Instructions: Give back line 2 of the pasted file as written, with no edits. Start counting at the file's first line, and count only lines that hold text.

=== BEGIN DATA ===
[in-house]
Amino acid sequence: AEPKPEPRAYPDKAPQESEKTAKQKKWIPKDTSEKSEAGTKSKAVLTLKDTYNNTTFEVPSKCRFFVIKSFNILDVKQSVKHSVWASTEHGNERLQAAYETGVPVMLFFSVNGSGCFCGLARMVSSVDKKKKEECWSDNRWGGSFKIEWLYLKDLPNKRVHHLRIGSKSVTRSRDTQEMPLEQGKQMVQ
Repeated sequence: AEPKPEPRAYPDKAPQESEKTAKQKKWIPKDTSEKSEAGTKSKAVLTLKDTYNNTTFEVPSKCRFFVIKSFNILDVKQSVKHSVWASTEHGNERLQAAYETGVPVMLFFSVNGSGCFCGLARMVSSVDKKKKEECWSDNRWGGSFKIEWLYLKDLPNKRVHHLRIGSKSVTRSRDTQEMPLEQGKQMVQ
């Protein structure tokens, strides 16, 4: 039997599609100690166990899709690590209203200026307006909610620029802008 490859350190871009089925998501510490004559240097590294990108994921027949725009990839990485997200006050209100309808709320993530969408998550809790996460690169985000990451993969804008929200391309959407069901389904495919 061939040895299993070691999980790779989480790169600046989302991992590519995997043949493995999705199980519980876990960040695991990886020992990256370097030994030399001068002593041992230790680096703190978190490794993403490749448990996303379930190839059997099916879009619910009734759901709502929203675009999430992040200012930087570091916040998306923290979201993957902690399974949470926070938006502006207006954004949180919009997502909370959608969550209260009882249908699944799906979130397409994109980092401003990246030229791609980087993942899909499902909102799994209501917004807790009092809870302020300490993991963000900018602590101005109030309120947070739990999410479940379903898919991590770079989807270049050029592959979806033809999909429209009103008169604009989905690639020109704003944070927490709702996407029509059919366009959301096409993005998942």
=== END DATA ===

Amino acid sequence: AEPKPEPRAYPDKAPQESEKTAKQKKWIPKDTSEKSEAGTKSKAVLTLKDTYNNTTFEVPSKCRFFVIKSFNILDVKQSVKHSVWASTEHGNERLQAAYETGVPVMLFFSVNGSGCFCGLARMVSSVDKKKKEECWSDNRWGGSFKIEWLYLKDLPNKRVHHLRIGSKSVTRSRDTQEMPLEQGKQMVQ